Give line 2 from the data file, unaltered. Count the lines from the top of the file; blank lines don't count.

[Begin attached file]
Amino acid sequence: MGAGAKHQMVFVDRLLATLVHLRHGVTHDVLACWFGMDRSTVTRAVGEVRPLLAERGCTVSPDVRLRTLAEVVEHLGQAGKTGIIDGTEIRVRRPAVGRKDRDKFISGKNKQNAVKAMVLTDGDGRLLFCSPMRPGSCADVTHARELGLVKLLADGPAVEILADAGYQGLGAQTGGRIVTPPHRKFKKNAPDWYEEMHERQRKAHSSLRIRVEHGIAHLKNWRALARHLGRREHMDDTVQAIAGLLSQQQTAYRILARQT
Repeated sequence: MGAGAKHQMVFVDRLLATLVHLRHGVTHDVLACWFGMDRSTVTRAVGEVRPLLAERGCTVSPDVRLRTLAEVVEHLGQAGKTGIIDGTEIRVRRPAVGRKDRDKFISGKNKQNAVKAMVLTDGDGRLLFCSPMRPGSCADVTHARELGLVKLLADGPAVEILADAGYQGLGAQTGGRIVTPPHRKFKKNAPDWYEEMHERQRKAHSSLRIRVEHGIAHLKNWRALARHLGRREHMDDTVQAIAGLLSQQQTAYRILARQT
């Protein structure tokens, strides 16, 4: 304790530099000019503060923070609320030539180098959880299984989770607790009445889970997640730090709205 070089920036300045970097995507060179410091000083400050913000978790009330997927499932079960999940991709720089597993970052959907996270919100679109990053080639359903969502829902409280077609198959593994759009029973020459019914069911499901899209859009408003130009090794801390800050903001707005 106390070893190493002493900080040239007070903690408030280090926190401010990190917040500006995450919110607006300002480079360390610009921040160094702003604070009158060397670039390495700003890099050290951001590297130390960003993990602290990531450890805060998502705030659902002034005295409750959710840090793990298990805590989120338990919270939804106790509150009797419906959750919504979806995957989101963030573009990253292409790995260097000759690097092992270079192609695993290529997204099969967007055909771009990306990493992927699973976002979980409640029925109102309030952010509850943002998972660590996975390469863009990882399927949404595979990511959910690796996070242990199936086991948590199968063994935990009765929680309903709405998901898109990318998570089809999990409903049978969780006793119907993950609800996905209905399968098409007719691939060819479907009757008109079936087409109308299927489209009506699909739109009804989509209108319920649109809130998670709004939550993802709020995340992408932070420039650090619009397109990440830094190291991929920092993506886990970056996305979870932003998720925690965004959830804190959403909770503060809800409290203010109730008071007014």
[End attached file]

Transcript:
Repeated sequence: MGAGAKHQMVFVDRLLATLVHLRHGVTHDVLACWFGMDRSTVTRAVGEVRPLLAERGCTVSPDVRLRTLAEVVEHLGQAGKTGIIDGTEIRVRRPAVGRKDRDKFISGKNKQNAVKAMVLTDGDGRLLFCSPMRPGSCADVTHARELGLVKLLADGPAVEILADAGYQGLGAQTGGRIVTPPHRKFKKNAPDWYEEMHERQRKAHSSLRIRVEHGIAHLKNWRALARHLGRREHMDDTVQAIAGLLSQQQTAYRILARQT